Considering the data from the loop-mediated isothermal amplification assay combined with the lateral flow dipstick device, we conclude that the technique is specific, reliable, sensitive, fast and represents a powerful diagnostic tool for CBC. The CBC-LAMP assay requires only a simple water bath, which makes this technique suitable as a field diagnosis tool in locations where more complex laboratory equipment is not available.


Bacterial strains

Xanthomonas citri subsp. citri strain 306 [34] was the reference strain used in this study; in addition, field isolates of Xcc from several geographical origins and different pathotypes were tested. The strains used in this work belong to the strain collection of the Dr. Canteros' laboratory at Instituto Nacional de Tecnología Agropecuaria (INTA), Bella Vista, Corrientes, Argentina. All the strains were propagated on their specific medium at 28°C.

Infected Plant Tissue

For sensitivity tests, we used C. limón cv. Eureka leaves artificially inoculated with Xcc strain 306 as described previously [35]. Lemon and orange field samples were collected from citrus orchards in Tucumán province in Argentina from plants positives for CBC.

DNA extraction

For sensitivity with pure DNA and specificity assays, DNA was extracted using the Wizard® Genomic DNA purification Kit, Promega, Madison, WI, USA, according the manufacturer instructions. DNA obtained from cultured bacteria and infected tissue were purified using Chelex® 100 resin, Biorad, Hercules, CA, USA, as described previously [4].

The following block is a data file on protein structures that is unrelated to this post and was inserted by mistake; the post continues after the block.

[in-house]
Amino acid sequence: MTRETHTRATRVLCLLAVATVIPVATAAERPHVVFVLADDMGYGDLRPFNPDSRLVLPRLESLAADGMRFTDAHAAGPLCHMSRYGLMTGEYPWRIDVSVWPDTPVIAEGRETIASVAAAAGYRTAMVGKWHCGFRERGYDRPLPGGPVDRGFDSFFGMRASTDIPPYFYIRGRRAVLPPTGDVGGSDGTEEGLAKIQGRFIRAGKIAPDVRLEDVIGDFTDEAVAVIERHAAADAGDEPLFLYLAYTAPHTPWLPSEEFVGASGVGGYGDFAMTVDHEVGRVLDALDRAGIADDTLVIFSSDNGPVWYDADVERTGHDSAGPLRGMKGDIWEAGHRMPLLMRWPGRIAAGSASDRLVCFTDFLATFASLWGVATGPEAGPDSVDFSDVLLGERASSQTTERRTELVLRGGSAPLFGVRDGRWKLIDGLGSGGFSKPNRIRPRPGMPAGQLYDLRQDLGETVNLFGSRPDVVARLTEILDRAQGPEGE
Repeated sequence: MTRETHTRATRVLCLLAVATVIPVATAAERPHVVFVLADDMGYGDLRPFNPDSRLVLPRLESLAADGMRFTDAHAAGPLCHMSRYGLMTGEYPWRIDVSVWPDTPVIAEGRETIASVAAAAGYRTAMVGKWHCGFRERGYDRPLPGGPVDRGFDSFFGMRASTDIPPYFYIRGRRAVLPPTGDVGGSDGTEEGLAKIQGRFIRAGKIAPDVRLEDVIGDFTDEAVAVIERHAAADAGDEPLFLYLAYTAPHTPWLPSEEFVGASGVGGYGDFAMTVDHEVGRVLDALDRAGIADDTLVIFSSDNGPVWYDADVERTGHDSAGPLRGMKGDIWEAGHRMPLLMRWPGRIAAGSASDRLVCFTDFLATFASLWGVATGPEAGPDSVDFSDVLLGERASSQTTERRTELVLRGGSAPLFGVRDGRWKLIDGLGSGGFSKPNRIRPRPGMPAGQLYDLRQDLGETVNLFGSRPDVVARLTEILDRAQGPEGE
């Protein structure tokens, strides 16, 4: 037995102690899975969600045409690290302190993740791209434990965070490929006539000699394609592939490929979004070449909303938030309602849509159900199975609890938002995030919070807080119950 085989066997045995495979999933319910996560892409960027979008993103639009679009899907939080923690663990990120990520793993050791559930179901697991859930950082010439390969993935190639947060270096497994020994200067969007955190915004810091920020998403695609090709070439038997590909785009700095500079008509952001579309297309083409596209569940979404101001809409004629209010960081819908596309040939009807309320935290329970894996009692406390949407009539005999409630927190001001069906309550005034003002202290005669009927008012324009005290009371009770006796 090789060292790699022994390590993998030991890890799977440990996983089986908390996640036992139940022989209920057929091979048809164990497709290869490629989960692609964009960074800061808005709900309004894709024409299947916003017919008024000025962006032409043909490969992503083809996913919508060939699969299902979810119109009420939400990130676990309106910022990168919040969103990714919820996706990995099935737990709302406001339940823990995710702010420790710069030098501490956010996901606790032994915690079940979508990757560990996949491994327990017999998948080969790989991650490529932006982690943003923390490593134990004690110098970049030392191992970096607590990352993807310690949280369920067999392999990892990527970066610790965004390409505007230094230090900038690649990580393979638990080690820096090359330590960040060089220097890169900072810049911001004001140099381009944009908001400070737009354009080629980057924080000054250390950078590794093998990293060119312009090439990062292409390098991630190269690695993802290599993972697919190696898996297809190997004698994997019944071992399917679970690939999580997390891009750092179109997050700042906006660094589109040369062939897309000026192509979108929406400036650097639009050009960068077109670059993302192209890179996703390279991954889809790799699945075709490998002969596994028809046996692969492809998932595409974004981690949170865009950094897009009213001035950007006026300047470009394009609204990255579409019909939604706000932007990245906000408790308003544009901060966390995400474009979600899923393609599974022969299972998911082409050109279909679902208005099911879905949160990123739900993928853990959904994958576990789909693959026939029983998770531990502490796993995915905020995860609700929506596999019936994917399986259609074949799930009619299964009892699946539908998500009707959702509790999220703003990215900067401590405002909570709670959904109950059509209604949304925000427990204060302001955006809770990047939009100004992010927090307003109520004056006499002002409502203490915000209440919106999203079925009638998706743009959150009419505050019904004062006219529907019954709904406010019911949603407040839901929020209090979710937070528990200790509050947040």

LAMP reaction

Oligonucleotide LAMP primers were designed according to the published sequence of PthA4 gene from Xcc [GenBank: XACb0065] using the program Primer Explorer version 4 (Net Laboratory, Tokyo, Japan) targeting the 5'-end region of the gene (Fig. 3) which generated the primers XCC-F3, XCC-B3, XCC-FIP and XCC-BIP (Table 5). In addition a set of two Loop primers, XCC-LF and XCC-LB was generated for reaction acceleration (Table 5). LAMP assay was performed using a thermal dry block with a 0.5-mL PCR tube holder. Several reaction conditions were assayed, including different temperature, time (Fig. 1), and primer concentrations (data not shown). The final LAMP conditions comprised 40 pmol each of primers XCC-FIP and XCC-BIP, 5 pmol each of outer primers XCC-F3 and XCC-B3, 20 pmol each of loop primers XCC-LF and XCC-LB, 8 U of Bst DNA polymerase, 4.5 mM MgSO4, 1.4 mM of dNTP mix, 20 mM Tris-HCl (pH 8.8), 10 mM KCl, 10 mM (NH4)2SO4, 0.1% Triton X-100 and 1.6 M betaine, in a final volume of 25 μL containing the template. This mixture was incubated at 65°C for 30 minutes.

Table 5. Sequences of primers used for CBC-LAMP assay